Government taps AI and machine learning to analyse Test and Trace data

Joint Biosecurity Centre to work with Turing Institute and Royal Statistical Society


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The Joint Biosecurity Centre has enlisted The Alan Turing Institute and Royal Statistical Society to lend their statistical-modelling and machine-learning expertise to help predict coronavirus outbreaks and inform the response.

Under a partnership announced last week with the JBC – set up by the government in May to support coronavirus decision-making – the RSS and The Alan Turing Institute, the UK’s national institute for data science and artificial intelligence, will set up a virtual statistical-modelling and machine-learning laboratory to provide independent analysis of NHS Test and Trace data.

The lab will give the JBC a “deeper understanding of how the virus is spreading across the country and the epidemiological consequences”, the Department of Health and Social Care said in an announcement.

“Statistical modelling helps data scientists to predict what the virus might do next, based on what is understood about it already,” it added.

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The JBC, which advises on Covid-19 alert levels to inform the pandemic response, has been working with Public Health England to provide real-time analysis about infection outbreaks to national and local government bodies.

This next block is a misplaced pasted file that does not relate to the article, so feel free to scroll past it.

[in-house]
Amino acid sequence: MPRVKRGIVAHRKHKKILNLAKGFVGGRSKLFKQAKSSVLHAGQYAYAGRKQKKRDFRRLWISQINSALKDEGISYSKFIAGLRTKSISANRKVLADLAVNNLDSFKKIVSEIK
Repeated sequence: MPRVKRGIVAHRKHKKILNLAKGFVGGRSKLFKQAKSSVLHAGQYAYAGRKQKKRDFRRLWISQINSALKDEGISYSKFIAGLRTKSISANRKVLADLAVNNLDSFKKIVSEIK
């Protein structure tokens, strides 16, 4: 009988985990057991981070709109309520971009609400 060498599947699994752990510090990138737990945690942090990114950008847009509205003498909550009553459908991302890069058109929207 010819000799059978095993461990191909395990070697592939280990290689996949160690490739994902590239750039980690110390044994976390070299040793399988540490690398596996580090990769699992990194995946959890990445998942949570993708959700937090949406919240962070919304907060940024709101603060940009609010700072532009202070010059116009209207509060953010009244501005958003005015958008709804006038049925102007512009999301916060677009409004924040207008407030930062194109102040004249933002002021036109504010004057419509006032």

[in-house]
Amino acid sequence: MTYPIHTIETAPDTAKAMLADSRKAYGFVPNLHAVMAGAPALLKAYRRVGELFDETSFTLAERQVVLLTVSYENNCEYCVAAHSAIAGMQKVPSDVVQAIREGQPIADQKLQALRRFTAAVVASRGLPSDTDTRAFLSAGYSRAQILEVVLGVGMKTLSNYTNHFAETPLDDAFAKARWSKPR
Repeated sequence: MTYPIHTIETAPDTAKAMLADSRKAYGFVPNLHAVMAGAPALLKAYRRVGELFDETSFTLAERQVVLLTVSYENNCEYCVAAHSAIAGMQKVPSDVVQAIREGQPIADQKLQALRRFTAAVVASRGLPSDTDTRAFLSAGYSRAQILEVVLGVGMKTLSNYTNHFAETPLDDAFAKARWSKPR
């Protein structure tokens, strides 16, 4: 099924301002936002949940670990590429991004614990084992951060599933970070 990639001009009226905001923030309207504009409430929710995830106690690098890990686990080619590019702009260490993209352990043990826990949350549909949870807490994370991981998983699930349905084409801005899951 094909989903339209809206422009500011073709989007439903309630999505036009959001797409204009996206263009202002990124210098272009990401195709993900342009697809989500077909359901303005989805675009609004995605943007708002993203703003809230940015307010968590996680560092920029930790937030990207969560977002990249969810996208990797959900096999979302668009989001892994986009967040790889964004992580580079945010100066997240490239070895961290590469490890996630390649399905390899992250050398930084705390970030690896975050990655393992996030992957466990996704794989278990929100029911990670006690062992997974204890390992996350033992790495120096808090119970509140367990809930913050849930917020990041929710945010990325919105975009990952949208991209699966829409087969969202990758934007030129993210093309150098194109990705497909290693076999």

The new joint lab will help to identify areas where coronavirus is spreading, to allow the government to respond to outbreaks more quickly.

It will also carry out more in-depth analysis of the factors that have the biggest effect on the number of cases, to support better forecasting of how the virus could spread around hotspots and inform the response.

And it will also examine the effects of interventions to control the virus. “This will build on our understanding of the effect and impact of our responses so far and in the future,” DHSC said.

The JBC has been working with a number of external bodies to provide analysis. Earlier this month, contract documents showed it would use mobile phone tracking data analysed by a telecoms company to determine how many people were visiting shopping hotspots and attractions, and to what extent they are maintaining social distancing, in order to inform its thinking.

Clare Gardiner, director general of the JBC, said the centre has been working with external academic and scientific experts “to ensure our work is underpinned by the best thinking and innovation”.

“Throughout, we’ve sought regular guidance from experts across the UK, including The Alan Turing Institute and Royal Statistical Society, for our continual work on mathematical and statistical modelling to inform the insights we give,” she said.

“By formalising this partnership, we will better support NHS Test and Trace in breaking the chains of transmission of the virus, bolstering our readiness for this winter and beyond.”

Health innovation minister Lord Bethell said the partnership would “give local and national decision makers access to the very best scientific analysis”.

“This information will also be at the fingertips of the wider public,” he said. The lab will openly publish its research, including its statistical methodologies, as research papers, blog posts, and open-source computer code.

Chris Holmes, The Alan Turing Institute’s programme director of health and medical science, and professor of biostatistics at Oxford University, said the partnership would “strengthen knowledge across the wider public health ecosystem”.

“Through independent, open science, rigorous modelling and analysis we will provide further understanding of this issue to the public and wider scientific community.”


Sam Trendall

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